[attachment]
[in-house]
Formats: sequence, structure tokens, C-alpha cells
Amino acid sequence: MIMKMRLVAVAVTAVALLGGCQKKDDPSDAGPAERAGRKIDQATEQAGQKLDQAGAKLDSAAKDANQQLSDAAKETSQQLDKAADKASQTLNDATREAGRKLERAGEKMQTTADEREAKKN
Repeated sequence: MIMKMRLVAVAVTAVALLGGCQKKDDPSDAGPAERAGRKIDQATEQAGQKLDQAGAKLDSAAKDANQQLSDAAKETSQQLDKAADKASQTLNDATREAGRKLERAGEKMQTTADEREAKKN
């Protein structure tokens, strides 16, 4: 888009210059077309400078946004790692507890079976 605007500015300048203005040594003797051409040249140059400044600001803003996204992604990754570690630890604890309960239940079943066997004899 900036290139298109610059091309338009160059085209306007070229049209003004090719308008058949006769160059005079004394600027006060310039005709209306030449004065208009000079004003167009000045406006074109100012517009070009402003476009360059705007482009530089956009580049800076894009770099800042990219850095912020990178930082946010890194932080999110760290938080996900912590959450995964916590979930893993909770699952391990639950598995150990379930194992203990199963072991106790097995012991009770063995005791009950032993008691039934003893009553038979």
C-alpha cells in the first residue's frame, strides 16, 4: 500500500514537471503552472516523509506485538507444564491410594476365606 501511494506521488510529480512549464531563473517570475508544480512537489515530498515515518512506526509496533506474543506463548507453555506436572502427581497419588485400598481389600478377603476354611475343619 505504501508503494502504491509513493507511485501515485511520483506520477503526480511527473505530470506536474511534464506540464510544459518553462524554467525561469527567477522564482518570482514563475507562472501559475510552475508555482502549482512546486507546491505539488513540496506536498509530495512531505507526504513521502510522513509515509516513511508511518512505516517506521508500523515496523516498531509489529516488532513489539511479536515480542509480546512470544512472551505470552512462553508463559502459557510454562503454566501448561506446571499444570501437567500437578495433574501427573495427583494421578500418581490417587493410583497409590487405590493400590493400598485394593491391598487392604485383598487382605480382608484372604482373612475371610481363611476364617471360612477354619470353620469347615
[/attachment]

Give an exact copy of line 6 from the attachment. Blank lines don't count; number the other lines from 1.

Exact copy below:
C-alpha cells in the first residue's frame, strides 16, 4: 500500500514537471503552472516523509506485538507444564491410594476365606 501511494506521488510529480512549464531563473517570475508544480512537489515530498515515518512506526509496533506474543506463548507453555506436572502427581497419588485400598481389600478377603476354611475343619 505504501508503494502504491509513493507511485501515485511520483506520477503526480511527473505530470506536474511534464506540464510544459518553462524554467525561469527567477522564482518570482514563475507562472501559475510552475508555482502549482512546486507546491505539488513540496506536498509530495512531505507526504513521502510522513509515509516513511508511518512505516517506521508500523515496523516498531509489529516488532513489539511479536515480542509480546512470544512472551505470552512462553508463559502459557510454562503454566501448561506446571499444570501437567500437578495433574501427573495427583494421578500418581490417587493410583497409590487405590493400590493400598485394593491391598487392604485383598487382605480382608484372604482373612475371610481363611476364617471360612477354619470353620469347615